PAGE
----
In one embodiment, we compare the local extrema of the autocorrelation function within some predetermined interval where the next pitch is expected. The expected delay between adjacent pitches can also be adaptive based on the characteristics of some past interval of speech. These local extrema are then compared to the chosen correlation threshold, and when the local extrema falls below the correlation threshold a new reference pitch is identified in the speech signal and stored or transmitted.
Empirical studies have verified that the length of pitches remains substantially the same over an interval of speech when determined in the manner described. For example, in one set of observations the pitch length was typically in the range of from about 65 msec to about 85 msec, and even more frequently in the range of from about 75 msec to about 80 msec.
An alternative scheme is to pre-set the number of pitches that are eliminated to some fixed number, for example omit 3 pitches out of every 4 pitches, 4 pitches out of every 5 pitches, and so on. This would provide a somewhat simpler implementation, but would not optimally use the storage media or communication channel. Adjusting the number of omitted pitches (or equivalently adjusting the frequency of the reference pitches) allows a predetermined level of speech quality or fidelity to be maintained automatically and without user intervention. If the communication channel is noisy for example, the correlation between adjacent pitches may tend to drop more quickly with each pitch, and a reference pitch will as result be transmitted more frequently to maintain quality. Similarly, the frequency of transmitted reference pitches will increase as necessary to adapt to the content of the speech or the manner in which the speech is delivered.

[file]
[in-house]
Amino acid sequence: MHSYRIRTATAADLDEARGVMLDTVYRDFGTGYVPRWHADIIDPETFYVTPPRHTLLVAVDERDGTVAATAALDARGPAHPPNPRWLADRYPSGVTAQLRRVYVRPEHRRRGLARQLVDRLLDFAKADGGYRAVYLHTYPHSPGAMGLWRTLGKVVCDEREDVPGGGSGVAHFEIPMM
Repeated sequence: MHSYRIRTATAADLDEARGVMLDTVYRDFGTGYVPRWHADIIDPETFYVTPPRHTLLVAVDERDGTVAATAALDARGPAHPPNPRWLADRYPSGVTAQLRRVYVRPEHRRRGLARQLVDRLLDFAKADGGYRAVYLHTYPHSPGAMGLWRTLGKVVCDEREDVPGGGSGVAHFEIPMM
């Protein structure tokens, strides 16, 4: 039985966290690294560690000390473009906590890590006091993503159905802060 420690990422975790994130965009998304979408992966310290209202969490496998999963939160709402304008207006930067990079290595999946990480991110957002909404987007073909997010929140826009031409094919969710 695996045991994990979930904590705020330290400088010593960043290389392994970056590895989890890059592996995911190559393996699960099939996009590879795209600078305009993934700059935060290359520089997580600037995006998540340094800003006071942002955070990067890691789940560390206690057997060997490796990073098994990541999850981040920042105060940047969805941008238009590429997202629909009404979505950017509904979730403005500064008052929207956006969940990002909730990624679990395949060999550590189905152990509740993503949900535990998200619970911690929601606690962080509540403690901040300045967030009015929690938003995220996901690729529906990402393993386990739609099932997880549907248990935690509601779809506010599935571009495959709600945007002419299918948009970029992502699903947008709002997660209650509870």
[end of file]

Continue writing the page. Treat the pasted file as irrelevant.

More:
In yet another embodiment of the inventive structure and method, individual speaker vocabulary files are created to store the reference pitches and their identifiers for each speaker. The vocabulary file includes the speakers identity and the reference pitches, and is sent to the receiver along with the coded speech transmission. The vocabulary file is used to decode the transmitted speech. Optionally, but desirably, an inquiry may be made by the transmitting system as to whether a current vocabulary file for the particular speaker is present on the receiving system, and if a current vocabulary file is present, then transmission of the speech alone may be sufficient. The vocabulary file would normally be present if there had been prior transmissions of a particular speakers speech to the receiver.
In another embodiment, a plurality of vocabulary files may be prepared, where each of the several vocabulary file has a different number of classes of reference pitches and typically represents a different level of speech fidelity as a result of the number of reference pitches present. The sender (normally, but not necessarily the speaker) and the receiver may choose for example to receive a high-fidelity speech transmission, a medium-fidelity speech transmission, or a low-fidelity speech transmission, and the vocabulary file appropriate to that transmission will be provided. The receiver may also optionally set-up their system to receive all voice e-mail at some predetermined fidelity level, or alternatively identify a desired level of fidelity for particular speakers or senders. It might for example be desirable to receive voice e-mail from a family member at a high-fidelity level, but to reduce storage and/or bandwidth requirements for voice e-mail solicitations from salespersons to the minimum fidelity required to understand the spoken message.